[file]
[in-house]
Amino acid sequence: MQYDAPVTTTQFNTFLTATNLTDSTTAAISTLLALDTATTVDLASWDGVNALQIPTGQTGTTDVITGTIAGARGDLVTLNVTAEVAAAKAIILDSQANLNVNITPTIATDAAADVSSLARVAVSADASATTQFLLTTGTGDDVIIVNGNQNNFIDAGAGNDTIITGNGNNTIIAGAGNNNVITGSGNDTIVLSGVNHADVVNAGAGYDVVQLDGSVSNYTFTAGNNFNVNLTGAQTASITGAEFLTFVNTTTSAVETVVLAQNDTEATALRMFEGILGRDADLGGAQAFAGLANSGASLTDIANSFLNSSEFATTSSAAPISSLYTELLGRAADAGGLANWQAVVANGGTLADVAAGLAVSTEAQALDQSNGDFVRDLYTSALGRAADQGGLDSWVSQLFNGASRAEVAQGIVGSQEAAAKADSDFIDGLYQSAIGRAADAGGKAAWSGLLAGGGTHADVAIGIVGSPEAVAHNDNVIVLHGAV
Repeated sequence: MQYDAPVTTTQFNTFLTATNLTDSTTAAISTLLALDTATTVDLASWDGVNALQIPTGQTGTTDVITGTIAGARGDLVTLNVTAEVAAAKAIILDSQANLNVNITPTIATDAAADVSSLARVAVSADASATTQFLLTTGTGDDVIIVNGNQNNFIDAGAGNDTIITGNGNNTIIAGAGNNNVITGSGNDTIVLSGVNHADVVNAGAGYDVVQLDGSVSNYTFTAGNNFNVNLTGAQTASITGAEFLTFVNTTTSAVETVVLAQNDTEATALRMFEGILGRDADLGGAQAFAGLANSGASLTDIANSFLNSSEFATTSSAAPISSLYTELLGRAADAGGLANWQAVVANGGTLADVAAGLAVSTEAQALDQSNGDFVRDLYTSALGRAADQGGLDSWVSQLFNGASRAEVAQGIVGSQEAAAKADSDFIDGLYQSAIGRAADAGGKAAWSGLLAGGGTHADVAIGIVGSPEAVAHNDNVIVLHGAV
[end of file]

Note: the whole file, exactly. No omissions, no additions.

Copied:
[in-house]
Amino acid sequence: MQYDAPVTTTQFNTFLTATNLTDSTTAAISTLLALDTATTVDLASWDGVNALQIPTGQTGTTDVITGTIAGARGDLVTLNVTAEVAAAKAIILDSQANLNVNITPTIATDAAADVSSLARVAVSADASATTQFLLTTGTGDDVIIVNGNQNNFIDAGAGNDTIITGNGNNTIIAGAGNNNVITGSGNDTIVLSGVNHADVVNAGAGYDVVQLDGSVSNYTFTAGNNFNVNLTGAQTASITGAEFLTFVNTTTSAVETVVLAQNDTEATALRMFEGILGRDADLGGAQAFAGLANSGASLTDIANSFLNSSEFATTSSAAPISSLYTELLGRAADAGGLANWQAVVANGGTLADVAAGLAVSTEAQALDQSNGDFVRDLYTSALGRAADQGGLDSWVSQLFNGASRAEVAQGIVGSQEAAAKADSDFIDGLYQSAIGRAADAGGKAAWSGLLAGGGTHADVAIGIVGSPEAVAHNDNVIVLHGAV
Repeated sequence: MQYDAPVTTTQFNTFLTATNLTDSTTAAISTLLALDTATTVDLASWDGVNALQIPTGQTGTTDVITGTIAGARGDLVTLNVTAEVAAAKAIILDSQANLNVNITPTIATDAAADVSSLARVAVSADASATTQFLLTTGTGDDVIIVNGNQNNFIDAGAGNDTIITGNGNNTIIAGAGNNNVITGSGNDTIVLSGVNHADVVNAGAGYDVVQLDGSVSNYTFTAGNNFNVNLTGAQTASITGAEFLTFVNTTTSAVETVVLAQNDTEATALRMFEGILGRDADLGGAQAFAGLANSGASLTDIANSFLNSSEFATTSSAAPISSLYTELLGRAADAGGLANWQAVVANGGTLADVAAGLAVSTEAQALDQSNGDFVRDLYTSALGRAADQGGLDSWVSQLFNGASRAEVAQGIVGSQEAAAKADSDFIDGLYQSAIGRAADAGGKAAWSGLLAGGGTHADVAIGIVGSPEAVAHNDNVIVLHGAV